city of a hundred years

by William Hunter Maxwell

Image: Library of Congress

A Tribute to Newark, New Jersey, Honoring by Celebration the One Hundredth Anniversary of the Granting of a Charter to the City by the State of New Jersey

Our City of a Hundred Years,
Born of rugged ideals,
Conquering fears and tears,
A soul sublime reveals.
Men of might hewed the way,
For Newark’s march ahead;
Their eyes visioned another day,
And other paths to tread.
Our City of a Hundred Years,
Pride of the Garden State,
Stalwart among its peers,
Grateful for its fate.
Service is King in our Realm,
Common comfort is the goal,
Since early fathers at the helm
Inscribed the Charter Roll.
Our City of a Hundred Years,
We honor its Charter Birth;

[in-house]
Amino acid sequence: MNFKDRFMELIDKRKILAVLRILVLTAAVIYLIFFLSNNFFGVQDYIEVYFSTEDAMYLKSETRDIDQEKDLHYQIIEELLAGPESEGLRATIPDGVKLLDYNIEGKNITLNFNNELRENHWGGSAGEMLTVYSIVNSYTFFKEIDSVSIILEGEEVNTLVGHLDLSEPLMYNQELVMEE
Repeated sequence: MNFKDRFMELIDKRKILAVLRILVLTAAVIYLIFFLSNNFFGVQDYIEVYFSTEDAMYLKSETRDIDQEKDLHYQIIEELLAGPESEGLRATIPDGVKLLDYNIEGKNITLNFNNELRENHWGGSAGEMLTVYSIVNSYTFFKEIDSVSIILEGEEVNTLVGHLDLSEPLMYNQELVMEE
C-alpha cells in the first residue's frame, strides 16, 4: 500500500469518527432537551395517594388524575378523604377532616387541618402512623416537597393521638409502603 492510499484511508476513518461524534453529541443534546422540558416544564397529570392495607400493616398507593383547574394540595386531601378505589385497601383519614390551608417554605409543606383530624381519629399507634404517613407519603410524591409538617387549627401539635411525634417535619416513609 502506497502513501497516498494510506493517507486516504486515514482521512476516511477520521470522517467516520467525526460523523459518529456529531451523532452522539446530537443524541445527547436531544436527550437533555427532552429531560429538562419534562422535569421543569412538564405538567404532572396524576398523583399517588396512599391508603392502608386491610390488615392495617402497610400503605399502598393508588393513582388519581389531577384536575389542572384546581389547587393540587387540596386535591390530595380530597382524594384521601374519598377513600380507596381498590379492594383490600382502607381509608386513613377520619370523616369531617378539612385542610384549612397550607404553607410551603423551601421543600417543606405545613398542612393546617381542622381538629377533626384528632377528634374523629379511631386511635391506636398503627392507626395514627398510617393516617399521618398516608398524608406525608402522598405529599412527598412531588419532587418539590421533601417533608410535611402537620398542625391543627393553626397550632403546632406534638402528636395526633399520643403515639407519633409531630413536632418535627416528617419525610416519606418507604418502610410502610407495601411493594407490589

A home each worker fain reveres,
And gives his manhood worth.
’Tis for steerers of the ship,
As a crowded future nears,
To plan for others on the trip
Of another Hundred Years.
For yea, today, we reap the fruits
Of seeds that zeal hath sown,
So for tomorrow let’s set new roots,
For the glory of a Newark now unknown.

On March 18, 1836, Newarkers approved the incorporation of the city by a vote of 1,870 to 325. Twenty-four days later, on Monday, April 11, they elected Newark’s first mayor, William Halsey. The cornerstone of the first city hall was laid during his term, which lasted one year.

Journalist William Hunter Maxwell was a member of the Committee of One Hundred overseeing the 1916 anniversary celebrations, but had resigned in protest over the racism of some of its pronouncements. Still, his love of the city was constant and he often committed its praises to verse. This ode on the centennial of Newark’s charter was printed in The Life to Live and Other Plainpoems (1937).

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